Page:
China Moves Toward Becoming Dominant Player on Northern Sea Route

Publication: Eurasia Daily Monitor Volume: 16 Issue: 87

(Source: USNI)

Three developments since early June 2019 call attention to China’s unrelenting efforts to become the dominant player on the Northern Sea Route (NSR)—the increasingly ice-free Arctic waterway along Russia’s northern coast, and the main segment of the longer Northeastern Passage, linking Asia and Europe. First, China launched its first domestically produced icebreaker for sea trials. Other such vessels are in the works, which will enable Beijing to shepherd ships in the Arctic without having to rely on Russian icebreakers (, June 6). Second, in St. Petersburg, Russian and Chinese companies signed an accord making China an increasingly important supplier of liquefied natural gas (LGN) carriers and other transit ships for this route (, June 7, 2019; Kommersant, September 4, 2018). And third, port officials in Scandinavia are more and more looking to China for the development of infrastructure that will allow for the dramatic expansion of Chinese-European trade (The Barents Observer, June 7, 2019). Meanwhile, Russia and the United States are reacting to these developments in revealingly different ways.

Moscow has generally welcomed these moves because Russian leaders have concluded that only with Chinese funding can the Northern Sea Route achieve the level of trade Vladimir Putin has called for. Moreover, Russian officials believe that joint involvement with Beijing on that route will solidify the alliance between the two countries. Maksim Akimov, Russia’s first deputy prime minister, for example, said last month that the NSR can become a second, water-based “silk road” and would only bring the two countries closer together. His remarks were echoed by other Moscow officials, suggesting that Russia is unconcerned about Chinese expansion in the Arctic. Moreover, Andrey Denisov, Moscow’s ambassador in Beijing, was clear about the fact that Russia cannot afford to develop the Arctic by itself and must rely on Chinese involvement (, May 29;, May 17).

Washington, in contrast, has opposed both Russian pretensions to control the NSR as well as the expansion of Chinese interests and activities there. Russian experts, like Aleksandr Pilyasov of the Moscow Center for Economics of the North and the Arctic, say that “the United States dreams of taking sovereignty over this most important logistical route away from Russia” (, May 30). And a few weeks ago, US Secretary of State Michael Pompeo effectively vetoed China’s desire to become a full member of the Arctic Council—Beijing is already an observer to that body—in the name of defending the interests of the existing Arctic powers, including Russia and the United States (, May 6).

But as diplomats say, China is creating and exploiting “facts on the ground” that call into question the positions of both Moscow and Washington. On the one hand, China is sending more ships along the NSR with each passing year and developing infrastructure for them far from their home ports. And it is doing so without that much reference to the Russians. This independence of action has become increasingly possible as the ice pack has receded and the need decreases for ships to stay close to or within the existing Russian exclusive economic zone (EEZ) or to rely on Russian navigation devices or icebreakers to make the passage (Svobodnaya Pressa, August 14, 2013).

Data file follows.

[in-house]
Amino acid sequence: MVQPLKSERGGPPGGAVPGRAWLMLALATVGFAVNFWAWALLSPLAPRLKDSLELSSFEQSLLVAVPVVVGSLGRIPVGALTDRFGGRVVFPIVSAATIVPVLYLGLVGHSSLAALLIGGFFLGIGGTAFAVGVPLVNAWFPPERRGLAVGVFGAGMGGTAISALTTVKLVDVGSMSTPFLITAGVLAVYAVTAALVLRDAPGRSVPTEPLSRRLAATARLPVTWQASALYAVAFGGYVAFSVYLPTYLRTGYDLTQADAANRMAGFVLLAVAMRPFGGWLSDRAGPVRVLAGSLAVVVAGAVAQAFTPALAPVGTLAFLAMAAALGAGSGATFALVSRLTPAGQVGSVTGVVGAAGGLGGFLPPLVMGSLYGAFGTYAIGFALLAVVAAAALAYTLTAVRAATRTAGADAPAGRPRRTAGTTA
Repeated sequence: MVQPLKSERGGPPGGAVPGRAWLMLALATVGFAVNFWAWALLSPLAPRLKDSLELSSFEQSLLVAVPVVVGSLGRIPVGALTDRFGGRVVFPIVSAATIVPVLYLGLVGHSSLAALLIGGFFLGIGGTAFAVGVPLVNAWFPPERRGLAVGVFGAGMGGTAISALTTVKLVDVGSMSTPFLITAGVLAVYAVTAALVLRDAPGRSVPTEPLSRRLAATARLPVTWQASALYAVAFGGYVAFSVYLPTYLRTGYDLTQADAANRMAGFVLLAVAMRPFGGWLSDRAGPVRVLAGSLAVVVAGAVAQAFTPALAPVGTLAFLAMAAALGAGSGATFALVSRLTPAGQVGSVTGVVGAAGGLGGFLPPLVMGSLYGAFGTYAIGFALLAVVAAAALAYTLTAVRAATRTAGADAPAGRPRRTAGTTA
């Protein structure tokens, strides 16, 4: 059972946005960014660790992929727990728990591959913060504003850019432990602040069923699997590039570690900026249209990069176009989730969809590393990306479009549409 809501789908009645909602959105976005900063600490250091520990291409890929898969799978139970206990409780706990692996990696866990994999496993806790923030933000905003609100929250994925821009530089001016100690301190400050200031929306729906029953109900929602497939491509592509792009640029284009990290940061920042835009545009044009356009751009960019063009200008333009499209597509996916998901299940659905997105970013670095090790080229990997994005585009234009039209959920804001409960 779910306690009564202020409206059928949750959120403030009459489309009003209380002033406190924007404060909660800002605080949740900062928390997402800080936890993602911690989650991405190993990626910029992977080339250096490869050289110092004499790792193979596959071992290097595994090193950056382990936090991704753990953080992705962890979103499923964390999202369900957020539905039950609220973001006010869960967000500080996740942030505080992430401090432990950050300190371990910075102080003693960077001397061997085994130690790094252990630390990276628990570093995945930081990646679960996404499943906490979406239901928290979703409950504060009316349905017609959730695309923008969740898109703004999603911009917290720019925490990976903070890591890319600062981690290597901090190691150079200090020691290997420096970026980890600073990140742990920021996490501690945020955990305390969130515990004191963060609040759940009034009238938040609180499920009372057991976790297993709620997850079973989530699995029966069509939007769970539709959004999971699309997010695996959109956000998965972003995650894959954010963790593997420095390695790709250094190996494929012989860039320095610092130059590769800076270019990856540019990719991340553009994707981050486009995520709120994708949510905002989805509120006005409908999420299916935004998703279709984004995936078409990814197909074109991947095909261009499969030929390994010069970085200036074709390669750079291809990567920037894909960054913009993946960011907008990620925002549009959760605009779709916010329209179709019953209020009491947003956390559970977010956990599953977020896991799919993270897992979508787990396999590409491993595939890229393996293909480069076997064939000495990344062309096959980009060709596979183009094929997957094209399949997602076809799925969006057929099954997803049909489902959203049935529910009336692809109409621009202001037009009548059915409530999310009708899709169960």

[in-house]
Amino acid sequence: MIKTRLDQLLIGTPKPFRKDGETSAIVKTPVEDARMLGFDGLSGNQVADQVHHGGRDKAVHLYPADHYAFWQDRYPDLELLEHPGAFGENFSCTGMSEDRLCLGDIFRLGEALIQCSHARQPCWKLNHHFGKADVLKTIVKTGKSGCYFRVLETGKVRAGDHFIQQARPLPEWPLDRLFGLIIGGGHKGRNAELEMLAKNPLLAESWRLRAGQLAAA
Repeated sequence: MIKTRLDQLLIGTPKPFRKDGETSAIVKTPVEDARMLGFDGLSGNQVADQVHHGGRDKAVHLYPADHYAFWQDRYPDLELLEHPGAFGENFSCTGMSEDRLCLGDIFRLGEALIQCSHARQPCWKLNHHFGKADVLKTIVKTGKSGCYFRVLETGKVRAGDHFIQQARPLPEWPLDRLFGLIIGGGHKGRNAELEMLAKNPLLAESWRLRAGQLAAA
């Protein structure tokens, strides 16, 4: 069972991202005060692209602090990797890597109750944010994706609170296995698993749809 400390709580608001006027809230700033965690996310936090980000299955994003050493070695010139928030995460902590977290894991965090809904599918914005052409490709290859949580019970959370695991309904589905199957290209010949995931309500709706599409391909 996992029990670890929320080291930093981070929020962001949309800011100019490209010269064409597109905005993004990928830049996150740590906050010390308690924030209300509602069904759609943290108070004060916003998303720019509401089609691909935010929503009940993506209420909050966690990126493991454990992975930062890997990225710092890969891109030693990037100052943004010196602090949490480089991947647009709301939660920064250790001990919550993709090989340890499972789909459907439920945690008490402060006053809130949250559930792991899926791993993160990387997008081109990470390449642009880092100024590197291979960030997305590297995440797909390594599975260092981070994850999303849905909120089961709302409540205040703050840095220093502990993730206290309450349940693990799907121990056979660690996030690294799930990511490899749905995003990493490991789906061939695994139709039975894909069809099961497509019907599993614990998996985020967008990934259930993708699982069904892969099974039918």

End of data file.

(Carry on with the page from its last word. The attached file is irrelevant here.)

And on the other hand, China is becoming a de facto Arctic power even if the US is still able to block its official designation as such. Beijing is building more ships and icebreakers and establishing more port facilities and transshipment points in the Russian and Scandinavian north in order to expand its role in the Arctic. Such moves, of course, should not surprise anyone. After all, the whole point of the NSR (beyond its role of supplying small populations in the Russian High North not linked to the rest of the country by rail or highway, and thus protecting Russia’s territorial integrity) was to link Chinese producers and consumers with their European counterparts.

The impact of this rise of China in a region few had expected it to contest so soon has been dramatically different in Washington and Moscow. For the US, China’s increasing links with Europe undercut Washington’s current efforts to use tariffs to compel a change in Beijing’s trade behavior but do not, in and of themselves, challenge the United States in a place where it had long felt it has a droit de regard. Consequently, Washington may be discomfited by this; but it is certainly not threatened by it in any existential way.

The challenge that China’s rise in the Arctic poses to the Russian Federation, in contrast, is existential. If there, as in the development of the Russian Far East, Moscow is compelled to assume the role of a junior partner, ever more Russians will be outraged. Some will likely demand that Moscow seek to limit Chinese involvement; although how that might be achieved is less than clear if President Putin’s goal of boosting Arctic shipping to 80 million tons by 2024 is to be achieved. But for that reason and because the Kremlin sees no alternative for the present, the Northern Sea Route is rapidly becoming more a Chinese project than a Russian one—a fact Moscow and other international capitals will have to acclimate to if they want their trade to increase as well (, March 13, 2019).